Does the Bible tell us which precise spot on the earth should be used for the determination of the new moon? No, it does not. Of course, some site has to be selected since the precise moment of the new moon will occur in one area before another. This can make a difference of as much as a day in determining the new moon and, hence, the Holy Days that occur in that month.
Does the Bible tell us that we should use Jerusalem? No, it does not. Jerusalem was of no importance until the time of David. Yet the Holy Days were being kept before his time. Also, a calendar existed and the Holy Days began to be revealed to Moses while he was still in Egypt.
Which point on earth was used for the precise moment of the new moon while Israel was in Egypt? Which point did Israel use prior to the establishment of Jerusalem as capital of Israel? Which point should the Church use today? Does the Bible answer any of these questions for us? No, it does not. Therefore, those who reject the Hebrew calendar have no biblical authority for the site they select for the occurrence of the new moon. They must rely only on their own authority for choosing whatever site they believe is correct.
There is another problem in determining which day is the new month. A new moon does not occur precisely 30 days after the previous new moon. A new moon occurs in intervals of about 29 1/2 days, or to be more precise 29.53059 days. Of course, a month cannot contain partial days. Alternating the months with 29 and 30 days generally solves this problem. However, what if the precise moment of the new moon occurs just before the end of the day? Is the first day of the month the one in which the new moon actually occurs even if only seconds are left in that day? Or, since the vast majority of the day has gone by, should the next day be considered as the first of the month? Does the Bible give us the answer to these questions? No, it does not.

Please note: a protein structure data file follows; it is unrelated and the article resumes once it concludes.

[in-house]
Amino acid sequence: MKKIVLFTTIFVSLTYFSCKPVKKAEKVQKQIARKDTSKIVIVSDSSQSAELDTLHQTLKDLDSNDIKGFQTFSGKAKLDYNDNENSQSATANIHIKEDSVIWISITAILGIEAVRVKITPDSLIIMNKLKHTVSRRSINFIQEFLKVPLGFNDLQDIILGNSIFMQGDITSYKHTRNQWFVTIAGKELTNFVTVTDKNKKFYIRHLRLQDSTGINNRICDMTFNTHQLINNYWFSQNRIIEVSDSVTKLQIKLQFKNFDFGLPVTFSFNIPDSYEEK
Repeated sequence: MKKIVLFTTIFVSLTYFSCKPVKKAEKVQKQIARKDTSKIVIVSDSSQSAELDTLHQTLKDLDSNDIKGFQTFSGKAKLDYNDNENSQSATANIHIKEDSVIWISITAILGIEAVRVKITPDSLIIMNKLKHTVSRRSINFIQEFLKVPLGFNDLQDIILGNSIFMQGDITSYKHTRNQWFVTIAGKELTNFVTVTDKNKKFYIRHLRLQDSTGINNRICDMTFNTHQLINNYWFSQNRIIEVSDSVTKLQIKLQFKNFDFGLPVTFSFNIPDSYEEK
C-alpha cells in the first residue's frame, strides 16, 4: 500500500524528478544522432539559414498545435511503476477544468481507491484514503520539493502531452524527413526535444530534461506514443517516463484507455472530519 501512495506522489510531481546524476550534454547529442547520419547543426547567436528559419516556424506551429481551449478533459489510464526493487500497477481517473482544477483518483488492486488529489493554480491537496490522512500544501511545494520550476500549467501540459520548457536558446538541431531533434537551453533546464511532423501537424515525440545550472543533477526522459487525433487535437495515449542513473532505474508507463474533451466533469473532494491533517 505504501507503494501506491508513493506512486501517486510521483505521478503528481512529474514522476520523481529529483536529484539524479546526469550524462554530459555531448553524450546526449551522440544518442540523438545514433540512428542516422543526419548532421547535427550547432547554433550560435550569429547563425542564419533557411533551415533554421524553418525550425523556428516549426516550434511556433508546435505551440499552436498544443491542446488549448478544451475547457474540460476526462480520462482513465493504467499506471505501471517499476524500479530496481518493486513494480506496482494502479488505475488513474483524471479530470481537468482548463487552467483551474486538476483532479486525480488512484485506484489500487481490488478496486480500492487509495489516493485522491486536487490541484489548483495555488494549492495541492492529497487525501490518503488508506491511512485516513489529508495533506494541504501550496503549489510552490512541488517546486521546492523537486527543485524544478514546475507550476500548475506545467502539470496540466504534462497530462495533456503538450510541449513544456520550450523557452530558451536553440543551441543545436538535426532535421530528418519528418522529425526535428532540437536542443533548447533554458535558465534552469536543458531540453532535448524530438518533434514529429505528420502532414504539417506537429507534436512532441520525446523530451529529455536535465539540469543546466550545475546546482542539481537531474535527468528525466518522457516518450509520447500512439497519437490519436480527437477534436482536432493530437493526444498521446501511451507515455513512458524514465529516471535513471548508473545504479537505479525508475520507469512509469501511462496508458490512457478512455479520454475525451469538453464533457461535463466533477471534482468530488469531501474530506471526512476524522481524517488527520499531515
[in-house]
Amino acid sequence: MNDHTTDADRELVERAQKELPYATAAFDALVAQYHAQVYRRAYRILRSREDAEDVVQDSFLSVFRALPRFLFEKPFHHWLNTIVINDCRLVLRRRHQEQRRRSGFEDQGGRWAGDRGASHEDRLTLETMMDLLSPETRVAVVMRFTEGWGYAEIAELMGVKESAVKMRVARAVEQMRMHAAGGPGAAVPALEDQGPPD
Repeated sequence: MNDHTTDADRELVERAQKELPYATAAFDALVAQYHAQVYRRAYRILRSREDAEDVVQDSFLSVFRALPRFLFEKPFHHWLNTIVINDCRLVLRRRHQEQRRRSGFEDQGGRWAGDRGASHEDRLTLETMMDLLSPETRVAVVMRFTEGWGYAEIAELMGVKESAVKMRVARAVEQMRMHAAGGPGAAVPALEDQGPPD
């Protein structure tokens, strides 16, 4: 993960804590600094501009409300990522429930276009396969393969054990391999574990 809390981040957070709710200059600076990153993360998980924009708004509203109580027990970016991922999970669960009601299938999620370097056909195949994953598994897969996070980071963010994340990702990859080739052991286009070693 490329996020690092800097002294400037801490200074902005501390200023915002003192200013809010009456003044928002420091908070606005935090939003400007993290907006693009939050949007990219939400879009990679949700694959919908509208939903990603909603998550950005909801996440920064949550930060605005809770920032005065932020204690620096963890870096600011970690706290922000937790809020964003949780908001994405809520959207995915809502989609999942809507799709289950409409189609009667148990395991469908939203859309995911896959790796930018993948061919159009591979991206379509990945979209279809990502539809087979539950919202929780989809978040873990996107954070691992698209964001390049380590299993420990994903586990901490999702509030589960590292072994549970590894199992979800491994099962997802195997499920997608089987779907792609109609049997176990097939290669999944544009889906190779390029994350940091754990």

Those who reject the Hebrew calendar differ in their opinions regarding this problem and are left to their own authority since there is no biblical statement. Of course, this problem is further compounded by needing a definition of when the new moon begins and by the determination by observation of when the new moon occurs, as mentioned above. If it occurs shortly before the end of the day, will all observers be in agreement regarding on which day the new moon occurred? Undoubtedly not.
When Does the Year Begin?
We now ask the question, when does the year begin? Does the Bible define for us the precise moment when the new year begins? No, it does not. We know that the year begins in the spring season of the year (Exodus 12:2; 23:15), for those who live in the northern hemisphere, but the Bible does not tell us precisely when in the spring. For example, does the first month of the new year always begin with the first new moon after the spring equinox? Or does the new year begin with the new moon closest to the spring equinox, which would mean sometimes before the equinox and sometimes after? Does the Passover always have to be after the spring equinox or can it sometimes occur before the equinox? Does the Bible give an answer to these questions? No, it does not.
Those who reject the Hebrew calendar disagree among themselves regarding the relationship of the new moon to the spring equinox. Since the Bible does not specifically deal with this issue, these individuals must rely upon their own authority in determining when the new year begins.
There are some who argue that the new year cannot occur before the spring equinox since that would mean that the new year begins in winter. Some argue that the Feast of Tabernacles cannot occur before the autumn equinox since that would mean that it would be kept in summer and not in autumn.
Those who reject the Hebrew calendar are compelled to use either the spring equinox or the autumn equinox as the beginning point for calculating their calendars. They have no other choice since once the Hebrew calendar is rejected, some other reference must be used as a starting point. However, does the Bible even mention an equinox? No, it does not. Therefore, those who reject the Hebrew calendar must rely on their own opinion regarding the point in time when a new year begins.
There are some who believe that Exodus 34:22 does refer to the equinox. However, a careful reading of this scripture and the other places where the Hebrew word tekufah appears makes it clear that the word had a much broader and general meaning in biblical times than it had in post-biblical times. (Those who are interested in a full explanation of Exodus 34:22 should ask their pastor for a chance to read the paper, "Exodus 34:22 and the Calendar.")